- Using proper face masks. Health officials have handed out more than 200,000 free N95-rated face masks over the past week, according to The Tribune in San Luis Obispo. Dusk masks and surgical masks aren’t effective at filtering hazardous particles such as asbestos, officials with the Santa Barbara County Air Pollution Control District said. Using your hand, shirt or a scarf to shield your mouth and nose won’t work either. N95-rated masks are an affordable and effective option if fitted properly.
- Using damp cloths and spraying areas lightly with water. Wetting down asbestos-containing materials is a common way to prevent fibers from becoming airborne. Officials urge to use the minimum amount of water to avoid overtaxing runoff systems.
- Removing ash using vacuums with HEPA filters. Using a negative-pressure enclosure vacuum system with a high-efficiency particulate air (HEPA) filter keeps asbestos from becoming airborne. If you do not have access to these tools, it is best to leave cleanup to abatement professionals.
- Avoiding any skin contact. Officials highly recommend wearing gloves, pants and long-sleeved shirts to avoid skin contact with the ash. Burning certain plastics such as PVC can release dioxins, a known human carcinogen that can penetrate the skin through smoke and dust. While asbestos fibers cannot penetrate the skin, they can attach to skin or clothes, potentially leading to secondhand exposure away from the cleanup site.
Additionally, health officials said anyone with heart or lung problems should not be involved with ash cleanup.
Asbestos Concerns from Wildfires Are Nothing New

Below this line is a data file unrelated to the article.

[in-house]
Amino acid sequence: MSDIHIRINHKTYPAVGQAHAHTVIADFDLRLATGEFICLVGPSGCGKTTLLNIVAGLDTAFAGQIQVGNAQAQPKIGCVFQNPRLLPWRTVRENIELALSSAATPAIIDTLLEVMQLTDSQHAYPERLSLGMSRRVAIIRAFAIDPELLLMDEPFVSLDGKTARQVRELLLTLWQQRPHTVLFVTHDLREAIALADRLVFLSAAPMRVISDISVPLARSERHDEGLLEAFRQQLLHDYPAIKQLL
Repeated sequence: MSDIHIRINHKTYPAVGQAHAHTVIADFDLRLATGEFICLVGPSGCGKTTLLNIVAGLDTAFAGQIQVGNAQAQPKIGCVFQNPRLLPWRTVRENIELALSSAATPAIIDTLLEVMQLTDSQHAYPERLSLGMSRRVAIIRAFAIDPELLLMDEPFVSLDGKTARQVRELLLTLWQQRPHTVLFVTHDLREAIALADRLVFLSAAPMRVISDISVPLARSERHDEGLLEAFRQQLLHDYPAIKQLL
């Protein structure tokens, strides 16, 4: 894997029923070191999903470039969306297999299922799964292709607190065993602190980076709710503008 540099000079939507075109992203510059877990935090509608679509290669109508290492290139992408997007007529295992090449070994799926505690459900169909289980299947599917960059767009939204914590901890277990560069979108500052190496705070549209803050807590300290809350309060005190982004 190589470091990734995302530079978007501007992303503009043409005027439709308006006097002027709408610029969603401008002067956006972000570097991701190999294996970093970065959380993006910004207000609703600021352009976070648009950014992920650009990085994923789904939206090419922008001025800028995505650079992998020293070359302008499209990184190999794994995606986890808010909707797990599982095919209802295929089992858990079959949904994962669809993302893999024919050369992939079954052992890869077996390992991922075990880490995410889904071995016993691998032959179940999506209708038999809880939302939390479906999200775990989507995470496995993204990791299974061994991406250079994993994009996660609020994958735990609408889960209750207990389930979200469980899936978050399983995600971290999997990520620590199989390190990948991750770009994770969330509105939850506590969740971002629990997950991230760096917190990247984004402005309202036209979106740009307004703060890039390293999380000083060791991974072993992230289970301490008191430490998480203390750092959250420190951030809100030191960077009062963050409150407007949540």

The Thomas Fire currently ranks as the eighth most destructive wildfire in California history.
And while that ranking may rise until the fire is fully contained, the destruction likely won’t reach that of the Tubbs Fire, which ravaged Sonoma County in October.
Tubbs covered just 36,807 acres — a fraction of Thomas’ 238,500 acres — but destroyed nearly six times as many structures.
The more than 5,600 structures wiped out by Tubbs were nearly twice as many as the No. 2 ranked Tunnel Fire, which devastated Oakland Hills in Northern California 26 years earlier.
And Tubbs was just one of several fires that tore through Northern California in October, covering more than 245,000 total acres. After the fires were contained, the focus then turned to concern over cleanup efforts.
At least three counties declared a state of emergency over the hazardous waste from the fires.
“Just think of all the hazardous materials in your home,” Dr. Karen Relucio, chief public health officer in Napa County, told the New York Times. “Your chemicals, your pesticides, propane, gasoline, plastic and paint — it all burns down into the ash. It concentrates in the ash, and it’s toxic.”
The California Department of Toxic Substances Control is in charge of evaluating and removing the most hazardous debris at a cleanup site, including asbestos materials.
Older homes destroyed by the fires may contain asbestos siding, shingles or pipe insulation. Asbestos was a key ingredient in virtually every kind of construction material until 1979, when health concerns brought regulation of the toxic mineral.
“Overall, air quality is just as bad as the damage, if not worse, and it’s affecting more people than the actual fire itself,” Conway said. “And add in the fact of possible asbestos in it, and the pollution is all the more concerning.”